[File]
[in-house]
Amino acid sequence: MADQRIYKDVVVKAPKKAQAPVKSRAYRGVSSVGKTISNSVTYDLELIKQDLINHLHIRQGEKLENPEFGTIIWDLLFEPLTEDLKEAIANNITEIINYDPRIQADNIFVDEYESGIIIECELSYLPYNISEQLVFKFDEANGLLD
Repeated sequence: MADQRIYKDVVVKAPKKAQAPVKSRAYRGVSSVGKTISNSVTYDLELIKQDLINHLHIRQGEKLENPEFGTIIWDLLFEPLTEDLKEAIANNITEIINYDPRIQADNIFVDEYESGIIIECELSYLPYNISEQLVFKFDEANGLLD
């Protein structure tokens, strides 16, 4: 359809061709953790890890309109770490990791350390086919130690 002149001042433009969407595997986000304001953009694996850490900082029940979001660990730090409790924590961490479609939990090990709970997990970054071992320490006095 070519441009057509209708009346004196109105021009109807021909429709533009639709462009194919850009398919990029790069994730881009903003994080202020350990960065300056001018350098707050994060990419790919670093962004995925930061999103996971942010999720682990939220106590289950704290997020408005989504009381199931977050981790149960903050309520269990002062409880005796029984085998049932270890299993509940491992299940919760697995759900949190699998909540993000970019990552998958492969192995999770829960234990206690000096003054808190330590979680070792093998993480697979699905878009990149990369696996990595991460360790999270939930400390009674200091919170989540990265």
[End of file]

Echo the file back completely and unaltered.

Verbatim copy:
[in-house]
Amino acid sequence: MADQRIYKDVVVKAPKKAQAPVKSRAYRGVSSVGKTISNSVTYDLELIKQDLINHLHIRQGEKLENPEFGTIIWDLLFEPLTEDLKEAIANNITEIINYDPRIQADNIFVDEYESGIIIECELSYLPYNISEQLVFKFDEANGLLD
Repeated sequence: MADQRIYKDVVVKAPKKAQAPVKSRAYRGVSSVGKTISNSVTYDLELIKQDLINHLHIRQGEKLENPEFGTIIWDLLFEPLTEDLKEAIANNITEIINYDPRIQADNIFVDEYESGIIIECELSYLPYNISEQLVFKFDEANGLLD
């Protein structure tokens, strides 16, 4: 359809061709953790890890309109770490990791350390086919130690 002149001042433009969407595997986000304001953009694996850490900082029940979001660990730090409790924590961490479609939990090990709970997990970054071992320490006095 070519441009057509209708009346004196109105021009109807021909429709533009639709462009194919850009398919990029790069994730881009903003994080202020350990960065300056001018350098707050994060990419790919670093962004995925930061999103996971942010999720682990939220106590289950704290997020408005989504009381199931977050981790149960903050309520269990002062409880005796029984085998049932270890299993509940491992299940919760697995759900949190699998909540993000970019990552998958492969192995999770829960234990206690000096003054808190330590979680070792093998993480697979699905878009990149990369696996990595991460360790999270939930400390009674200091919170989540990265």